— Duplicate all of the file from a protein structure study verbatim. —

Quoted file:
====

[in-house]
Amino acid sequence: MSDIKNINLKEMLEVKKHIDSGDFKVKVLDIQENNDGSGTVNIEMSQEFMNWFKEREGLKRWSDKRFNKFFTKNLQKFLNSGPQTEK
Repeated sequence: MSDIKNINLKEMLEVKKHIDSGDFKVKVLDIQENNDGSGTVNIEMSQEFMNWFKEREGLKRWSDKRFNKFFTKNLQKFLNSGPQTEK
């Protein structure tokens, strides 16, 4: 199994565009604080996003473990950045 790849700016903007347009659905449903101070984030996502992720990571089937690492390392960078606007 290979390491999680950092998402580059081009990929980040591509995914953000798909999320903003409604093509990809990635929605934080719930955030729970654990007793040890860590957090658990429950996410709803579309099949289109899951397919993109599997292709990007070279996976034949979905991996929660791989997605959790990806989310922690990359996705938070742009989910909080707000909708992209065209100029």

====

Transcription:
[in-house]
Amino acid sequence: MSDIKNINLKEMLEVKKHIDSGDFKVKVLDIQENNDGSGTVNIEMSQEFMNWFKEREGLKRWSDKRFNKFFTKNLQKFLNSGPQTEK
Repeated sequence: MSDIKNINLKEMLEVKKHIDSGDFKVKVLDIQENNDGSGTVNIEMSQEFMNWFKEREGLKRWSDKRFNKFFTKNLQKFLNSGPQTEK
């Protein structure tokens, strides 16, 4: 199994565009604080996003473990950045 790849700016903007347009659905449903101070984030996502992720990571089937690492390392960078606007 290979390491999680950092998402580059081009990929980040591509995914953000798909999320903003409604093509990809990635929605934080719930955030729970654990007793040890860590957090658990429950996410709803579309099949289109899951397919993109599997292709990007070279996976034949979905991996929660791989997605959790990806989310922690990359996705938070742009989910909080707000909708992209065209100029």